Furthermore, the language of the conference was English. There were no interpreters to help non-English speaking participants, despite this being a majority group, who were visibly struggling to understand the discussion and put across their point of view with conviction.

‘Flexible texts’ set ‘low expectations’

In my view, the voluntary nature of this policy framework should enable all stakeholders to set ambitious targets, even though they might seem unattainable for now.

However, it was quite the contrary.

Stakeholders negotiated for hours about textual words, their placement, and use of propositions and conjunctions like “with”, “for”, “and”, “or”. A lot was said on very little things.

For example, there were long discussions about replacing “eliminate” with “reduce” or “minimize”; and replacing “have’ with future tense “will have”.

I observed that, while there is no way everyone can be happy at the same time, everyone appeared to work towards being ‘less happy’.

That is what negotiation does, it makes everyone compromise and agree to dilute a perfect, clear, ambitious statement/text into a generic, unclear, unmeasurable, extremely long, unreadable, incomprehensible text that allows every stakeholder to interpret the same text in ways that would suit their own agenda.

Framing a statement that can have different meanings is a piece of collective diplomatic artwork.

However, compromise does not mean inaction but freedom to implement at their own will and speed. The policy on banning lead in paint did not happen overnight.

Countries do not want to be held accountable for not doing what they promised to achieve. They therefore like flexible texts that set low expectations making it easier for them to exceed them.

I now know why any policy level change takes such a long time.

Pesticide producing countries put economic interests first?

Benefits of an equal system can only be realized when its beneficiaries act responsibly.

For example, when the pesticide producing group and their allies opposed a target to stop exporting hazardous substances, they failed to recognize thousands of deaths happening in low and middle-income countries. The majority of this group were high-income countries that had already banned these pesticides for use in their own homeland.

They instead argued that low and middle-income countries should take responsibility for banning the import of these substances.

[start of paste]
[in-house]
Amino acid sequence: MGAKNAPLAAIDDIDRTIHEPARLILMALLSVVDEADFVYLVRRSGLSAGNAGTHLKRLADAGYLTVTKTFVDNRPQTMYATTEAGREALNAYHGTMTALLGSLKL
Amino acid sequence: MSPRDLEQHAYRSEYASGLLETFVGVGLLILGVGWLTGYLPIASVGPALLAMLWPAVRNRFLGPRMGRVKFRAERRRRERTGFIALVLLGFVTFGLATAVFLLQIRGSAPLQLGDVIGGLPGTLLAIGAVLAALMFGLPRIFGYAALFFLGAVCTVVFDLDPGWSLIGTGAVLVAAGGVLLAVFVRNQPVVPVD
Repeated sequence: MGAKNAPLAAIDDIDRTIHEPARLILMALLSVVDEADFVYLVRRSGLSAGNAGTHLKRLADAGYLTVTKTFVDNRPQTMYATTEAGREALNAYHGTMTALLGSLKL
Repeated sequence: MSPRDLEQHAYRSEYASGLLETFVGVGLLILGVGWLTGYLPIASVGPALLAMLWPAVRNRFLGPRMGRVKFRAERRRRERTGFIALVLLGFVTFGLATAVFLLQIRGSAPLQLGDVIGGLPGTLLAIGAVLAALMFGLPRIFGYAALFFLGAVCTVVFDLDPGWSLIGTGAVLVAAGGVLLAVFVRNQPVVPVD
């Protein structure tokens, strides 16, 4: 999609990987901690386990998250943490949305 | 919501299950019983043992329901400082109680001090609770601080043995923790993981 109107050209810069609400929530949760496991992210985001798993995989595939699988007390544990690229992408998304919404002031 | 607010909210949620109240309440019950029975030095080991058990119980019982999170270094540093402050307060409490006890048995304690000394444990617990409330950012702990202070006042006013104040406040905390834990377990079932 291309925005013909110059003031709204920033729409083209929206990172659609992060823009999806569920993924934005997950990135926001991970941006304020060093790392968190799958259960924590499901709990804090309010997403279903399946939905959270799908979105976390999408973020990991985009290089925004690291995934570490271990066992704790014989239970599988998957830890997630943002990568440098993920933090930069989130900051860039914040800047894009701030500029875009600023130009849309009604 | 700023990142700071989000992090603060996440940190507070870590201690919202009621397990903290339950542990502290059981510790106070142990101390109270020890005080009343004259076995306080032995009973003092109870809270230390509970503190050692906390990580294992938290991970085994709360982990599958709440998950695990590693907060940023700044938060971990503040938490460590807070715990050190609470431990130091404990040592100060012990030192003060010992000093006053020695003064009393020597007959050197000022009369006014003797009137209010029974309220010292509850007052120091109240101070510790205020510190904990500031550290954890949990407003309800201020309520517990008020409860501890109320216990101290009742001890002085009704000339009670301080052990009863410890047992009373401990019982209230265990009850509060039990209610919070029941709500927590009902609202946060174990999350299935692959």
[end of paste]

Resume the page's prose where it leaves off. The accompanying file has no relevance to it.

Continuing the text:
There was a strong counter argument – that low and middle-income countries lack the capacity and resources to stop black market trade of such substances in their territories. Despite this, the original text for the target (placing obligations on the pesticide producing countries) was ultimately opposed.

A similar argument was made by representatives from the same group of countries when debating bans on Highly Hazardous Pesticides (HHPs). It was interesting to see how they were somehow able to decide the fate of a resolution that aimed to solve a problem belonging to other countries.

On the one hand, many high-income countries have banned HHPs to protect human and environmental life in their homeland. On the other hand, they still want to produce and sell HHPs to low and middle-income countries, where people are dying from pesticide poisoning.

My question being, who is then going to be responsible for the deaths? Is it low and middle-income countries for their lack of resources or incapacity? Or is it the high-income countries for putting their economic interests first?

Time to act responsibly

SAICM is very important. It has previously brought about crucial policy changes in the African region.

Change is indeed a slow process. However, it is high time we act responsibly and stop being happy with ‘less happy.’

Concerted and synchronized efforts are needed to protect our planet and catch up with the rate at which harmful chemicals are impacting human lives, environment and biodiversity.

Shweta Dabholkar

Shweta Dabholkar
Project & Policy Officer,
Centre for Pesticide Suicide Prevention (CPSP)

Shweta Dabholkar is a Project and Policy Officer based in Mumbai, India. She is currently developing a behaviour change technology solution to increase farmer compliance to government led sustainable agriculture programmes.